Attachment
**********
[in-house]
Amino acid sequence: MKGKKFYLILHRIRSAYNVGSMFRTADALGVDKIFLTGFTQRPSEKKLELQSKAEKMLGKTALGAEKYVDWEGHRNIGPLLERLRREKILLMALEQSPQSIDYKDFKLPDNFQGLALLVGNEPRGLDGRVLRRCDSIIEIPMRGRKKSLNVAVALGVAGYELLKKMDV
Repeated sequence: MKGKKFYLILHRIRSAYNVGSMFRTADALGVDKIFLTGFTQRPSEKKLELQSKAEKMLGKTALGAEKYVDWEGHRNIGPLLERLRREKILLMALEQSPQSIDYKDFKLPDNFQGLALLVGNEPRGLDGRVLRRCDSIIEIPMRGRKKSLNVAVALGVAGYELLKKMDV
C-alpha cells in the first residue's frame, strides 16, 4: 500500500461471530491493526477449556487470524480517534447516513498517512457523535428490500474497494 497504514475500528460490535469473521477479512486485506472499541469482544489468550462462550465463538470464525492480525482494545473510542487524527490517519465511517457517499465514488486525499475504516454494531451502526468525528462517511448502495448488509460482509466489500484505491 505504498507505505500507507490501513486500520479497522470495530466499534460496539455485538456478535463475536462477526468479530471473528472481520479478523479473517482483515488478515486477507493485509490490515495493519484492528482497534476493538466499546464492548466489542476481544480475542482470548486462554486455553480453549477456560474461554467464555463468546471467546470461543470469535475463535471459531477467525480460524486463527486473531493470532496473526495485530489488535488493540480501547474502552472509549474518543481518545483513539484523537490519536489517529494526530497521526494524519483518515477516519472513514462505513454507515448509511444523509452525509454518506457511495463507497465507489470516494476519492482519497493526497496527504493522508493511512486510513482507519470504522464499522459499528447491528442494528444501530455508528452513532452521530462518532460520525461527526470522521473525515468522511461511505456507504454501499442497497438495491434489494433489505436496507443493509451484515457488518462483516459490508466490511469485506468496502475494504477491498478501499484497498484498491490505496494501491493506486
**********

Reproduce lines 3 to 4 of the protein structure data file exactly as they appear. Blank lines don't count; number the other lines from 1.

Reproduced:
Repeated sequence: MKGKKFYLILHRIRSAYNVGSMFRTADALGVDKIFLTGFTQRPSEKKLELQSKAEKMLGKTALGAEKYVDWEGHRNIGPLLERLRREKILLMALEQSPQSIDYKDFKLPDNFQGLALLVGNEPRGLDGRVLRRCDSIIEIPMRGRKKSLNVAVALGVAGYELLKKMDV
C-alpha cells in the first residue's frame, strides 16, 4: 500500500461471530491493526477449556487470524480517534447516513498517512457523535428490500474497494 497504514475500528460490535469473521477479512486485506472499541469482544489468550462462550465463538470464525492480525482494545473510542487524527490517519465511517457517499465514488486525499475504516454494531451502526468525528462517511448502495448488509460482509466489500484505491 505504498507505505500507507490501513486500520479497522470495530466499534460496539455485538456478535463475536462477526468479530471473528472481520479478523479473517482483515488478515486477507493485509490490515495493519484492528482497534476493538466499546464492548466489542476481544480475542482470548486462554486455553480453549477456560474461554467464555463468546471467546470461543470469535475463535471459531477467525480460524486463527486473531493470532496473526495485530489488535488493540480501547474502552472509549474518543481518545483513539484523537490519536489517529494526530497521526494524519483518515477516519472513514462505513454507515448509511444523509452525509454518506457511495463507497465507489470516494476519492482519497493526497496527504493522508493511512486510513482507519470504522464499522459499528447491528442494528444501530455508528452513532452521530462518532460520525461527526470522521473525515468522511461511505456507504454501499442497497438495491434489494433489505436496507443493509451484515457488518462483516459490508466490511469485506468496502475494504477491498478501499484497498484498491490505496494501491493506486